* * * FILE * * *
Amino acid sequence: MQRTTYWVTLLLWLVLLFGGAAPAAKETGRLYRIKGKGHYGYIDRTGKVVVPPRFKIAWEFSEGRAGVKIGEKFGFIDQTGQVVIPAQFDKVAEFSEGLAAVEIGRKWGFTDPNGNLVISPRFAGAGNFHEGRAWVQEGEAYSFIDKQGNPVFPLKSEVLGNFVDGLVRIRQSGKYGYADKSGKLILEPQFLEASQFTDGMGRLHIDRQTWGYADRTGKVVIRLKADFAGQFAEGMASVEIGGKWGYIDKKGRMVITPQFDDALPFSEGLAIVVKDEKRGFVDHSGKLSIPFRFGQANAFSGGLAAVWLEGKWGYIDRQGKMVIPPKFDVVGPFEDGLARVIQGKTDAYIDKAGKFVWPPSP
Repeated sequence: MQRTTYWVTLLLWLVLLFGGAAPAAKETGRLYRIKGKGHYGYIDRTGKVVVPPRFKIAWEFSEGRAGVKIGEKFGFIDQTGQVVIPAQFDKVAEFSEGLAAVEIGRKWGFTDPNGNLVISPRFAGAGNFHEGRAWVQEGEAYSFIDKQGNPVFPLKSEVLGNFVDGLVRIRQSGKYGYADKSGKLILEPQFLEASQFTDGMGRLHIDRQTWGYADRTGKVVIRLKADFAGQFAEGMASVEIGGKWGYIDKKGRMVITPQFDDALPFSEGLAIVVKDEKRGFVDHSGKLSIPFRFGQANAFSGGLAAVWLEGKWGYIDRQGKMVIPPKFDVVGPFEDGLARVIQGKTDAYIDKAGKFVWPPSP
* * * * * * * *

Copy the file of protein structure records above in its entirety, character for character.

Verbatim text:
Amino acid sequence: MQRTTYWVTLLLWLVLLFGGAAPAAKETGRLYRIKGKGHYGYIDRTGKVVVPPRFKIAWEFSEGRAGVKIGEKFGFIDQTGQVVIPAQFDKVAEFSEGLAAVEIGRKWGFTDPNGNLVISPRFAGAGNFHEGRAWVQEGEAYSFIDKQGNPVFPLKSEVLGNFVDGLVRIRQSGKYGYADKSGKLILEPQFLEASQFTDGMGRLHIDRQTWGYADRTGKVVIRLKADFAGQFAEGMASVEIGGKWGYIDKKGRMVITPQFDDALPFSEGLAIVVKDEKRGFVDHSGKLSIPFRFGQANAFSGGLAAVWLEGKWGYIDRQGKMVIPPKFDVVGPFEDGLARVIQGKTDAYIDKAGKFVWPPSP
Repeated sequence: MQRTTYWVTLLLWLVLLFGGAAPAAKETGRLYRIKGKGHYGYIDRTGKVVVPPRFKIAWEFSEGRAGVKIGEKFGFIDQTGQVVIPAQFDKVAEFSEGLAAVEIGRKWGFTDPNGNLVISPRFAGAGNFHEGRAWVQEGEAYSFIDKQGNPVFPLKSEVLGNFVDGLVRIRQSGKYGYADKSGKLILEPQFLEASQFTDGMGRLHIDRQTWGYADRTGKVVIRLKADFAGQFAEGMASVEIGGKWGYIDKKGRMVITPQFDDALPFSEGLAIVVKDEKRGFVDHSGKLSIPFRFGQANAFSGGLAAVWLEGKWGYIDRQGKMVIPPKFDVVGPFEDGLARVIQGKTDAYIDKAGKFVWPPSP